Video games are interactive by definition. Mario World games are something you actively take part in. Is there a balance between being taken to those worlds, and still being able to enjoy them without interacting with them? Can I visit Mario and Bowser, and just enjoy their world without feeling like I am the one bouncing around in it, and manipulating the outcome of my visit? Or will I have to pull myself away from the (fantasy) detail and settings, to actively take part in the (reality) objectives of completing tasks to "succeed" in the ride?
It should prove fascinating to see how Universal manages to pull off this balance, considering the interactive nature of video game I.P. characters and their worlds.
@David Brown, I’m 50/50 with you on this. I am a gamer, and have been since the (no surprise) early ‘80s. As I’ve gotten older though, Nintendo just doesn’t really appeal to me anymore, with the exception of Mario, so I totally get why some - probably a lot - of people won’t be too bothered about it. I am excited for Super Nintendo World, but not because of the IP. Because of the new ride systems that I’ll get to experience. As a current example, I couldn’t care less about Avatar, but I can’t wait to ride FOP.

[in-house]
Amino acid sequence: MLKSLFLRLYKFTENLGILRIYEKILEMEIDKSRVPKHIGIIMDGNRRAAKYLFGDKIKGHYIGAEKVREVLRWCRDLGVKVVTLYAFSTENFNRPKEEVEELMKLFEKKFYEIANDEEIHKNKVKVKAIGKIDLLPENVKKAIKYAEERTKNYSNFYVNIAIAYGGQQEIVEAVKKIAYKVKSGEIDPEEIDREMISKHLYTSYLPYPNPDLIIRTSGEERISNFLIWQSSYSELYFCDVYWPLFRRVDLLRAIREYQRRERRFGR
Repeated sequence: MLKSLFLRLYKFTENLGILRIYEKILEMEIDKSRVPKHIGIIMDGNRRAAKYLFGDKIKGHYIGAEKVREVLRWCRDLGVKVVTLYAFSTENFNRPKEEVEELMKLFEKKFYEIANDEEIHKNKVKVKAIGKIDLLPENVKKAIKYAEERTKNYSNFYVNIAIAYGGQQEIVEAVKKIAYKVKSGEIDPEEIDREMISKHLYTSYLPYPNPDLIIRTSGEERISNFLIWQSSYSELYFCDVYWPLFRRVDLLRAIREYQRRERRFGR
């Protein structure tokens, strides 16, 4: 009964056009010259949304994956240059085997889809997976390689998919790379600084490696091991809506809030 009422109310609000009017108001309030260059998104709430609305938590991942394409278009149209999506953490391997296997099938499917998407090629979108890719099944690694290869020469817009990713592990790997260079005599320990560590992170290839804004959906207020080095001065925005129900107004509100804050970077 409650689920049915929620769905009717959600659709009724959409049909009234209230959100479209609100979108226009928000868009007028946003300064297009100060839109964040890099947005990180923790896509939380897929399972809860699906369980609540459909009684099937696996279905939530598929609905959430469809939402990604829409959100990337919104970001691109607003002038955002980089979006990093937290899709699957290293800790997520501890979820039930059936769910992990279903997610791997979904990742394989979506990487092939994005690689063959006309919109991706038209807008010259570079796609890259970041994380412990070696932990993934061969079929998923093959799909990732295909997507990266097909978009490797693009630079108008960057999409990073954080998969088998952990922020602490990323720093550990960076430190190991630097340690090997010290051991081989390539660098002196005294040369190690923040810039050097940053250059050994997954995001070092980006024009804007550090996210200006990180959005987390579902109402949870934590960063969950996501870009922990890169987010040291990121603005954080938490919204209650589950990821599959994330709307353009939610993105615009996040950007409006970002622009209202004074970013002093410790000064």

As someone who grew up with Nintendo I am hugely excited for this. With additional popular IP like Pokemon, Zelda, DK and others I can see the Nintendo franchise supporting Universal for decades to come.
My sentiment is the exact opposite. Although I love and appreciate the realistic 3D open world gaming that we have progressed to from 8 bit NES I often find myself missing the quirky, fun and far less serious Nintendo style games. Im actually planning on purchasing a Switch in addition to my PS4.
Thank you for the list, Robert! Looking forward to riding MMRR and YouTubing POVs of Mario Kart!